CSU Seeks Dogs For Clinical Cancer Studies

Colorado State University’s Animal Cancer Center is undertaking two new studies in an attempt to find a treatment for cancer.

Colorado State University’s Animal Cancer Center is conducting two clinical studies aimed at finding a new way to treat cancer.

The studies are investigating the impact of a drug on cells that suppress the immune system and allow cancer tumors to grow. Initial results in mice and dogs show that the drug can reverse suppression of the immune system and halt tumor growth in dogs and, in some cases, even shrink tumors, according to the center.

Researchers are evaluating the class of drugs called bisophosphonates, which have been used for years to diminish pain in bone cancer patients. The Animal Cancer Center is looking at these drugs in combination with liposomes to target cells that suppress the immune system around specific types of tumors.

“To date, nearly a dozen dogs have been treated in the study,” said Steve Dow, DVM, Ph.D., a researcher and veterinarian at the center. “The tumor response rate—shrinkage of the tumor or suppression of growth—has been very encouraging.”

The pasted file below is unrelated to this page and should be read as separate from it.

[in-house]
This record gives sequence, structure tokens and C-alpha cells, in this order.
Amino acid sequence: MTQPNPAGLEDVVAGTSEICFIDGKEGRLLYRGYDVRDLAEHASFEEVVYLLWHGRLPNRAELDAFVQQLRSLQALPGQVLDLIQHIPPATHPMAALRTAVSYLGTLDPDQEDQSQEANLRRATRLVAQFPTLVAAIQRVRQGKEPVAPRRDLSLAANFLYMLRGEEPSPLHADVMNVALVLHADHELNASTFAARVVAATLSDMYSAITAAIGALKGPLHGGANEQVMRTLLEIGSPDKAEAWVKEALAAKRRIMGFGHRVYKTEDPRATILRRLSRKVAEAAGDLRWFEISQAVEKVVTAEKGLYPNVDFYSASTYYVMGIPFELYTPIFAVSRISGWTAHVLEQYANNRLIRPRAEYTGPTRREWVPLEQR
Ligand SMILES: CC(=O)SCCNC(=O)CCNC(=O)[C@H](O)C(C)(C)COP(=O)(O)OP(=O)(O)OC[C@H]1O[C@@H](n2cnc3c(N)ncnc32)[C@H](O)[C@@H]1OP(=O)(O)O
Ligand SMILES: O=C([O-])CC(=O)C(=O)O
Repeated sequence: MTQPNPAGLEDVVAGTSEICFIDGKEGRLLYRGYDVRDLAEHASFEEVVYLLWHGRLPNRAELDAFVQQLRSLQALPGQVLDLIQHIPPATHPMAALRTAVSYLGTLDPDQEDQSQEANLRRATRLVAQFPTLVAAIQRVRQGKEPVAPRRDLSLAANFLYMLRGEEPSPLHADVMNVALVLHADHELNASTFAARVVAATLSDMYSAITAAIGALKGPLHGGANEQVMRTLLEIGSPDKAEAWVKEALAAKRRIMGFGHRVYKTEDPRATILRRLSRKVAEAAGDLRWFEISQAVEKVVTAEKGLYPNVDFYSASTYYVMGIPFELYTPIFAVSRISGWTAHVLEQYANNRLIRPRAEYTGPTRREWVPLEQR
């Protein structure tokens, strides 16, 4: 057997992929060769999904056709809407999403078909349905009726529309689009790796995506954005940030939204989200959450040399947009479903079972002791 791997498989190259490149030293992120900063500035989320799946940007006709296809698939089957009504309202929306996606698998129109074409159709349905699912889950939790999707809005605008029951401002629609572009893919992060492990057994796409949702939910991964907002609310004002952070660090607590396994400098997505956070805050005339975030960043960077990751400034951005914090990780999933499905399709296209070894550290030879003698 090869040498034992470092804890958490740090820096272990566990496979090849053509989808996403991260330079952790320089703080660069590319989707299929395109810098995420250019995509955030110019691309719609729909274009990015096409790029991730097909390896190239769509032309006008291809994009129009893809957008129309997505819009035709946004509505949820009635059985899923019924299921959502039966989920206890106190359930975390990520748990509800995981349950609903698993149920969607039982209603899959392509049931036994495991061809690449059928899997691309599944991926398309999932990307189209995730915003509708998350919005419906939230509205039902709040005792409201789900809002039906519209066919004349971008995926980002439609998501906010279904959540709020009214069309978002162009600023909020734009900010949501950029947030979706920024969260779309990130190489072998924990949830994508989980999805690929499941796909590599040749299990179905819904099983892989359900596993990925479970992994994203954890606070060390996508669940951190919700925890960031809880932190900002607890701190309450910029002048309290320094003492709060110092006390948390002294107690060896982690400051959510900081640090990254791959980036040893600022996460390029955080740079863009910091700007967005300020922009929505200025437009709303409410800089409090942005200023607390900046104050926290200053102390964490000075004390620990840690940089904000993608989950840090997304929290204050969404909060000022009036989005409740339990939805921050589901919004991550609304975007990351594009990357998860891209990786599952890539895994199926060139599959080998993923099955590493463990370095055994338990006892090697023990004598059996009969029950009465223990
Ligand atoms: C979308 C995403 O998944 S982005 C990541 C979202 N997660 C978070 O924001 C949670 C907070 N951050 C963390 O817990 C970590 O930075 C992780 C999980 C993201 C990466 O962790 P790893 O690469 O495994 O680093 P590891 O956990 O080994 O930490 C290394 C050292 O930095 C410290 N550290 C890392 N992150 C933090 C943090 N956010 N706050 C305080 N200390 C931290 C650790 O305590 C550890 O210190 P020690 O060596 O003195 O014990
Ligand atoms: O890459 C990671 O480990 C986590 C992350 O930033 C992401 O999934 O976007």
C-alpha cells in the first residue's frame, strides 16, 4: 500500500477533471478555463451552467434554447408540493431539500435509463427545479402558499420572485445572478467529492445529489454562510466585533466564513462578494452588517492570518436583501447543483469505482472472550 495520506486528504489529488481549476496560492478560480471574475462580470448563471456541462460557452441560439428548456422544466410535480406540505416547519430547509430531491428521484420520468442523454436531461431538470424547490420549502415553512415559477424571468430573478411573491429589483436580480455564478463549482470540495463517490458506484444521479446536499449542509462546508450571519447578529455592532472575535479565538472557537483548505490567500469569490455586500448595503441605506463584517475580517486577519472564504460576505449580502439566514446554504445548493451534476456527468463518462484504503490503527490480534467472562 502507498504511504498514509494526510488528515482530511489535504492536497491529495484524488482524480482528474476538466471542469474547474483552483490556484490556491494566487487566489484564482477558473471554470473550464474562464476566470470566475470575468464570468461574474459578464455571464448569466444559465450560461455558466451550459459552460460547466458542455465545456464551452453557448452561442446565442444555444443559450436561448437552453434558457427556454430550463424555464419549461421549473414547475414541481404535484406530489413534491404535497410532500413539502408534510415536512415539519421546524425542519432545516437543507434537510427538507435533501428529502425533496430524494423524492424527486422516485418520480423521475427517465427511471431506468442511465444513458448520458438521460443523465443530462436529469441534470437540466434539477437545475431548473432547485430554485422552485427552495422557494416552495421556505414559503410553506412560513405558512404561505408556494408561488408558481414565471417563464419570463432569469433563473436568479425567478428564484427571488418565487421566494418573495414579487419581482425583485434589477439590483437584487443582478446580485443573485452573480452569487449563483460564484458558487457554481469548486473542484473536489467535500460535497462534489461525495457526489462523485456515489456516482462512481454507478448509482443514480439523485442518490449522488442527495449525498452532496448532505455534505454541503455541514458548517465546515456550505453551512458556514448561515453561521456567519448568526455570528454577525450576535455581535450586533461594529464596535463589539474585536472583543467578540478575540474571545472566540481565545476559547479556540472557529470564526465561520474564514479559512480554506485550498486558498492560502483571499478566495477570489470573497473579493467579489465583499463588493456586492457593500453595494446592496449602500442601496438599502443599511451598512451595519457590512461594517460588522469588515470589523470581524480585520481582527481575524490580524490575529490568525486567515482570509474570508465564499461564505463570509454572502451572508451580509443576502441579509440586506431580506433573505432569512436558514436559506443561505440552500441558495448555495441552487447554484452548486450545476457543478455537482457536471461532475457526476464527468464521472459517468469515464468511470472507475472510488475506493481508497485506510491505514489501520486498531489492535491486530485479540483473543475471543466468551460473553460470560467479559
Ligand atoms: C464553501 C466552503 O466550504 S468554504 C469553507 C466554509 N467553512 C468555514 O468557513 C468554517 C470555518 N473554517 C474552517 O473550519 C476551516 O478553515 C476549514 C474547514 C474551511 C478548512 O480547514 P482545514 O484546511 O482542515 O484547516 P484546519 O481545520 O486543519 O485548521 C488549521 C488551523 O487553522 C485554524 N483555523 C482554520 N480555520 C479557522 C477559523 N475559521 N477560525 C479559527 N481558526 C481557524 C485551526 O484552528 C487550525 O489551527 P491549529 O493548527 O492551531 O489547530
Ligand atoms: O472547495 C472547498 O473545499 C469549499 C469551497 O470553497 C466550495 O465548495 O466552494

The results may help humans with many different types of tumors, Dr. Dow said.

The researchers are looking for dogs with soft tissue sarcomas to enroll in the clinical trial. Dogs must have a tumor accessible to repeated biopsy, be able to tolerate six treatments over seven weeks and live within driving distance of Fort Collins or Denver, the two sites where the study is being conducted. For additional details, call Scott Hafeman, DVM, at 970-297-4092.

Enrollment for the malignant histiocytosis clinical trial had been filled at press time.

The studies are supported by the Morris Animal Foundation, the Canine Health Foundation and the National Institutes of Health.


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